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Turkey Humanitarian Fund for Syria Allocation Strategy Paper, 2018 4th Reserve Allocation

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Manual and Guideline
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Project Proposal Deadline: 26 November 2018 at midnight (Turkey time) on GMS only A maximum of two proposals per partner is allowed

ALLOCATION OVERVIEW

A) INTRODUCTION/HUMANITARIAN SITUATION

  • Throughout 2018, Turkey-based humanitarian organizations continued to provide lifesaving support and services in north-west Syria to conflict-affected populations in Idleb, Aleppo, and Hama governorates.
    Humanitarian actors, predominantly NGOs supported by the UN, are the sole actors who provide regular basic services and food to some 2.2 million people on a regular basis.

  • Since late 2017, north-western Syria received several influxes of internally displaced people (IDPs) from different parts of the country, exacerbating already existing high levels of needs. These new displacements had a noticeable effect on the number of people in need of humanitarian assistance in north-western Syria, which rose from over 2.3 million in August 2017 to almost 2.7 million people over a year of a population some four million people.

  • In September 2018, over 84,000 people were newly displaced in Syria. Most recently, an estimated 53,000 people were newly displaced in Idleb resulting from renewed conflict in the first half of September. As of October 2018, out of the total number of people in need, 1.9 million are displaced people (IDPs). The impact of the winter season compounds humanitarian needs, especially for displaced people residing in camps and similar sites, in addition to other needs, such as food, NFIs and basic services.

  • As of mid-November 2018, just sixty per cent of the total annual humanitarian response requirement for Syria has been secured. At the same time, since the beginning of the year, the rise in the number of people in need increase the pressure on partners to reallocate funds from regular programming to emergency response. Concomitantly, funding available for north-west Syria has decreased, notably through reallocation of funding to other areas and the recent withdrawal of major donors from some areas.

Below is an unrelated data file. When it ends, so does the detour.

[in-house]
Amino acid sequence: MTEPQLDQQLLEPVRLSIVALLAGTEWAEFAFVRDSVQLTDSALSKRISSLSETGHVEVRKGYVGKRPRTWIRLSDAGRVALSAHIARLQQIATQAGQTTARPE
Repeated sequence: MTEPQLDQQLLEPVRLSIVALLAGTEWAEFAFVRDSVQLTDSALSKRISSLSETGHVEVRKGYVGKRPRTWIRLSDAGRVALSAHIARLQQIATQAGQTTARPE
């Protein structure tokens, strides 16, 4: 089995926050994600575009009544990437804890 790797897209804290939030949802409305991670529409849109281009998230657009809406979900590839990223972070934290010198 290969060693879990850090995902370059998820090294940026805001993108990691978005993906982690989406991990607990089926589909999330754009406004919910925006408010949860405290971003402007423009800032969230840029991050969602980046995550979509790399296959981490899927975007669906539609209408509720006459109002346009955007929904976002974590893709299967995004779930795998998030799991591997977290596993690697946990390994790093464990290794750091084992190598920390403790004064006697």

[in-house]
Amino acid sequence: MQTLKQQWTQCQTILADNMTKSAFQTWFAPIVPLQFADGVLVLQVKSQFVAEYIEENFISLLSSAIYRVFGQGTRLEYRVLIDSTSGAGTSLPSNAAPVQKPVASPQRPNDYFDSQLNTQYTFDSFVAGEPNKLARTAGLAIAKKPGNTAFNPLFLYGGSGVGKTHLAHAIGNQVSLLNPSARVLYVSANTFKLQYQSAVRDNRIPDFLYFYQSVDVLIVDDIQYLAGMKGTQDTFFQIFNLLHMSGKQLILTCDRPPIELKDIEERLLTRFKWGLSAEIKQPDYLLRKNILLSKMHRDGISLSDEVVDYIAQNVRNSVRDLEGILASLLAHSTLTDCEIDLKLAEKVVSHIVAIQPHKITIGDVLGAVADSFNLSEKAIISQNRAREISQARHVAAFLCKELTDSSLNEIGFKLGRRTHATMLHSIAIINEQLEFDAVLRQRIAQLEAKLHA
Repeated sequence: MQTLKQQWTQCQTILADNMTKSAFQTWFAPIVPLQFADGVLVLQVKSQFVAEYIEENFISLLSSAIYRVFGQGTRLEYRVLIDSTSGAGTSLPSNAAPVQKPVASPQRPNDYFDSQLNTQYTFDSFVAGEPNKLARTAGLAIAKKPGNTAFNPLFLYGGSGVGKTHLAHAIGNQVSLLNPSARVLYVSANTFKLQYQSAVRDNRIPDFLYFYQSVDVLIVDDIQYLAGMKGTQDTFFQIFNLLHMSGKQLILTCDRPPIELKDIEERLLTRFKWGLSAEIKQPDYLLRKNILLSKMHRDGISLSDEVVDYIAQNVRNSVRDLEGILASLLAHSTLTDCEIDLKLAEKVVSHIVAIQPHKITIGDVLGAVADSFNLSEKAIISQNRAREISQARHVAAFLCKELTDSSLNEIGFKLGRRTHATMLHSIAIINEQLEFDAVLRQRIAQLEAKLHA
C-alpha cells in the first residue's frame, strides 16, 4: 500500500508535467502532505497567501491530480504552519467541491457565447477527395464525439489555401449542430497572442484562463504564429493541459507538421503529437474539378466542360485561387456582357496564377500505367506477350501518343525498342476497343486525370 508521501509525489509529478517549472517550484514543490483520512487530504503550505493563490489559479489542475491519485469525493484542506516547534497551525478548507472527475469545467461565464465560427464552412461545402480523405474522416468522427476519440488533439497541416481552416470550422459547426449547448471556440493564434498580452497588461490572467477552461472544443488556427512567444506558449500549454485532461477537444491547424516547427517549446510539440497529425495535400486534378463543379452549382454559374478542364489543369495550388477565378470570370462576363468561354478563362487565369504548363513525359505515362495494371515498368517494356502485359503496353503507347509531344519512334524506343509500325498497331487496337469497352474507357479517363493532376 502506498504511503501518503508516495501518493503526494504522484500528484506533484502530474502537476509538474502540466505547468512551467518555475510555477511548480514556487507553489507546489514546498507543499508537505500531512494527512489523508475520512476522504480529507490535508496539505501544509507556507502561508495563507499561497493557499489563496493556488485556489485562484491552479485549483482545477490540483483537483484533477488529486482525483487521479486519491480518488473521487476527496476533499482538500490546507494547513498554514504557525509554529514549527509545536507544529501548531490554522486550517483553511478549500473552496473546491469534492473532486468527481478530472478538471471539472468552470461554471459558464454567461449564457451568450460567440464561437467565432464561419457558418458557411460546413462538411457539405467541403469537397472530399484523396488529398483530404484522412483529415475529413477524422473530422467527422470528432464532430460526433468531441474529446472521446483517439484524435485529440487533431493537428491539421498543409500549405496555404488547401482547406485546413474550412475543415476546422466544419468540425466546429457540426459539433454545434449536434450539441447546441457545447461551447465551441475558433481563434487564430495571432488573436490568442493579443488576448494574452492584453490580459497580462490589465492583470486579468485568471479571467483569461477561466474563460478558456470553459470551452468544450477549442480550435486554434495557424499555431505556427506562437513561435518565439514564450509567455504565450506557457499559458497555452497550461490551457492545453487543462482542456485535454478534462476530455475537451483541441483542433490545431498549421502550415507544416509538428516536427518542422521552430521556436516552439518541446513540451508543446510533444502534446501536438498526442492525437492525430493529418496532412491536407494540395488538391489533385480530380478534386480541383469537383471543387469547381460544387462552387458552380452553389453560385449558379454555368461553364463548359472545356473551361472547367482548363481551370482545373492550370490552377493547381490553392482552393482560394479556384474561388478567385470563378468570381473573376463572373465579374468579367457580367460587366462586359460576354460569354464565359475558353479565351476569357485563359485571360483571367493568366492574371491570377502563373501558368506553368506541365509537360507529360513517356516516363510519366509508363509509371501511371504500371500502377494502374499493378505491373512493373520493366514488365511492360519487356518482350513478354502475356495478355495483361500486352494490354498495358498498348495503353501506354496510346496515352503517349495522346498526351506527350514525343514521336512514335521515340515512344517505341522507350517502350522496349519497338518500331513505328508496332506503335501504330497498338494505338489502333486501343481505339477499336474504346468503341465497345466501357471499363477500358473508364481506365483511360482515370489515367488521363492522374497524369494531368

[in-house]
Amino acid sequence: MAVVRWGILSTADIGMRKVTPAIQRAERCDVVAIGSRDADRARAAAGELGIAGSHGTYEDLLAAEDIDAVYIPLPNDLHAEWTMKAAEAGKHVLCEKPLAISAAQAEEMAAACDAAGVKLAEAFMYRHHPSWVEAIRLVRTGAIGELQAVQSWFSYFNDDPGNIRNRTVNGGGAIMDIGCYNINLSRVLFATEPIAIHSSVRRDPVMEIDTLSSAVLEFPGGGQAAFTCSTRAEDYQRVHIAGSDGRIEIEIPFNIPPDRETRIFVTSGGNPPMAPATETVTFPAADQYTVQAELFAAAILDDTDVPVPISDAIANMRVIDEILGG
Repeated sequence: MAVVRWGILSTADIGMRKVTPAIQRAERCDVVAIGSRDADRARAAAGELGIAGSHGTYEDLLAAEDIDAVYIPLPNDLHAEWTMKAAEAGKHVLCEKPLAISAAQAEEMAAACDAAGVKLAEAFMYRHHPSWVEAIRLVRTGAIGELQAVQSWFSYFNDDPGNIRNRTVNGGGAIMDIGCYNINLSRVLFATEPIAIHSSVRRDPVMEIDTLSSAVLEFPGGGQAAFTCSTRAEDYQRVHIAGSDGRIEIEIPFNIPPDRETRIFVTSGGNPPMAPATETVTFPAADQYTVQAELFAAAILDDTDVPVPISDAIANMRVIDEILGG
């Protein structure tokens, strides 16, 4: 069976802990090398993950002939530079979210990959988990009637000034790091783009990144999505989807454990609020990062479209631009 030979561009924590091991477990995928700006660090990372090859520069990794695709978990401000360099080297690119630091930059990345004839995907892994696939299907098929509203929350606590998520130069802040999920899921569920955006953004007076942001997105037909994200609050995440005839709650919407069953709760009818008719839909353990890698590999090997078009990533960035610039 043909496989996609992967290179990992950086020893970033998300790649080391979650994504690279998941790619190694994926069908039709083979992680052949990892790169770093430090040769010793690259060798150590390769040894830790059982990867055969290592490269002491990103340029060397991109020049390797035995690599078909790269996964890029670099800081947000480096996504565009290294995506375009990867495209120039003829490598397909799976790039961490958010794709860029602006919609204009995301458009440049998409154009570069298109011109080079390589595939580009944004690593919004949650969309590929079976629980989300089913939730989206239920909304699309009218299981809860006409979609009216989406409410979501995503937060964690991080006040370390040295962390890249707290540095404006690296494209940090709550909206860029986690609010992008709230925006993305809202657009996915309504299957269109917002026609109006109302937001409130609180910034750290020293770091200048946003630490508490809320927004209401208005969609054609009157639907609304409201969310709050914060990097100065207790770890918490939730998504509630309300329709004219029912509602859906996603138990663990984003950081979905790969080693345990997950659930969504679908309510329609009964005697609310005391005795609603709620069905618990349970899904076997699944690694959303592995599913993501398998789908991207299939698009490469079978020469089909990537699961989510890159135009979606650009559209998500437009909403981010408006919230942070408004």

• In October, one key donor suspended its assistance to areas under the control of one of the non-State armed groups (NSAG). This has led to critical gaps in service provision and material support, until the suspension can be lifted. This is affecting water and sanitation in camps, health, food, potentially winterization efforts and other life-saving humanitarian activities.

  • As a result of the above factors, the decrease in services provided has led to the emergence of unforeseen emergencies requiring immediate funding to avoid a worsening of the humanitarian situation in a short timeframe.

  • Thanks to the generous contributions made by donors between August and November, the Deputy Regional Humanitarian Coordinator (DRHC) in consultation with the Advisory Board of the Turkey Humanitarian Fund (THF), has decided to launch a reserve allocation (RA) to respond to immediate needs for most vulnerable communities before the end of the year.

UN Office for the Coordination of Humanitarian Affairs
To learn more about OCHA's activities, please visit https://www.unocha.org/.